Advantages of Wide Apertures

 

What’s the advantage of f/1.2 over f/1.4, over f/1.8? Is it worth the price?

Answer by: Santosh Saligram, Wildlife Photographer

Having the largest aperture possible is an undeniable asset. It’s like the power of the engine in your car—you may not always use it fully, but when you need it, it helps to have it.

A large aperture lets you photograph in lower light, with reduced need for a tripod or additional lighting, at a lower ISO or a faster shutterspeed, which is critical when you’re photographing a night scene or sky, and with greater subject isolation, when you want those portraits and abstracts to pop (although the difference in depth between f/1.4 and f/1.8 isn’t what I would call significant). If you have an f/1.2 or f/1.4 lens, you can usually achieve better sharpness by stopping it down to f/1.8, than by using an f/1.8 lens wide open. So the advantages are sharper, shallower, and more natural-looking images, which are quite convenient to make. Now, none of these benefits may be worth the extra money on their own, but taken together, they add up. So I would say that an f/1.2 or f/1.4 lens is worth the higher price, especially if you tend to photograph a lot in dimly lit situations, and can afford it.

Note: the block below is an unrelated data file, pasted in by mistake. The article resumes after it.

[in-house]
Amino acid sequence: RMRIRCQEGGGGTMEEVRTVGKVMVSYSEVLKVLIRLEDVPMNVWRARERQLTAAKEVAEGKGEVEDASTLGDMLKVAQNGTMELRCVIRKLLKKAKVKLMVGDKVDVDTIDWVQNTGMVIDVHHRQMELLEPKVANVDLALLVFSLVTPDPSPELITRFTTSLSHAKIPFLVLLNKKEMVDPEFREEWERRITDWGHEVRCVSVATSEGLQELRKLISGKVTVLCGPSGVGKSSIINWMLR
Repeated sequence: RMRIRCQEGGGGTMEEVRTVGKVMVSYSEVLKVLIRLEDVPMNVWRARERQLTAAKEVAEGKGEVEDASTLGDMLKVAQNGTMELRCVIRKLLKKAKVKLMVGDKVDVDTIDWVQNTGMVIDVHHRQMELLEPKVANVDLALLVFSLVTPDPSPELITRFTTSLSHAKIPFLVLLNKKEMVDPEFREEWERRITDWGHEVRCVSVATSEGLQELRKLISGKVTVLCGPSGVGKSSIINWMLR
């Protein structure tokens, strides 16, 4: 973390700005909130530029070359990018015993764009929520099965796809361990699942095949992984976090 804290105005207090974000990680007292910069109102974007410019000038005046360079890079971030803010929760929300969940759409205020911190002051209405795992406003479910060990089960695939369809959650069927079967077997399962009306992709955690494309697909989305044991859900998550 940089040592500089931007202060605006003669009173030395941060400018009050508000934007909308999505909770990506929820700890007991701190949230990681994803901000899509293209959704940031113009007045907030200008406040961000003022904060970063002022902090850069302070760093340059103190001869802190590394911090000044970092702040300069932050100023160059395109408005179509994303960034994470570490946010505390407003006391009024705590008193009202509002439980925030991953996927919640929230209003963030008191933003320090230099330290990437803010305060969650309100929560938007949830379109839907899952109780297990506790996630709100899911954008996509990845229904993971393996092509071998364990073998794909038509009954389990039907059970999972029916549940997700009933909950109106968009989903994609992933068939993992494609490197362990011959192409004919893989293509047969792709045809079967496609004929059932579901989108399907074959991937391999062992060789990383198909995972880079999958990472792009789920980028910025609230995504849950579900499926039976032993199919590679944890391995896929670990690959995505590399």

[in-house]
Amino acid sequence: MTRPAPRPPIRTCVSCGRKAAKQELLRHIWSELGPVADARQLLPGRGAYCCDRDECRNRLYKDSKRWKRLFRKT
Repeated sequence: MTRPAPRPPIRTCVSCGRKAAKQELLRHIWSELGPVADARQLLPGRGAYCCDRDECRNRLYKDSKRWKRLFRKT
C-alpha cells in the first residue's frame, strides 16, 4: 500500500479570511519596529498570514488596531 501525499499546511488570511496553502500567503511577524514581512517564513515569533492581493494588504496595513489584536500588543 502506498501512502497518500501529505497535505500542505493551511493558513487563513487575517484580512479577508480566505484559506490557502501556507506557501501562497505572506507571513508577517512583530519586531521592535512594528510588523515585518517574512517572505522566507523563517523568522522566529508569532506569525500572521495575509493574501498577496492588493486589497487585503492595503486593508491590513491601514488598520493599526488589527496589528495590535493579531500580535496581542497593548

If you cannot, simply buy an f/1.8 lens and enjoy the weight savings. Some of the f/1.8 lenses such as Nikon’s 85mm f/1.8 AF-S, are light, sharp, and have a tremendous value for money. Whichever lens you get, remember the first rule of photography—the biggest asset is not the size of the aperture, but the depth and breadth of your vision.

This article originally appeared in the June 2019 issue of Better Photography.

 

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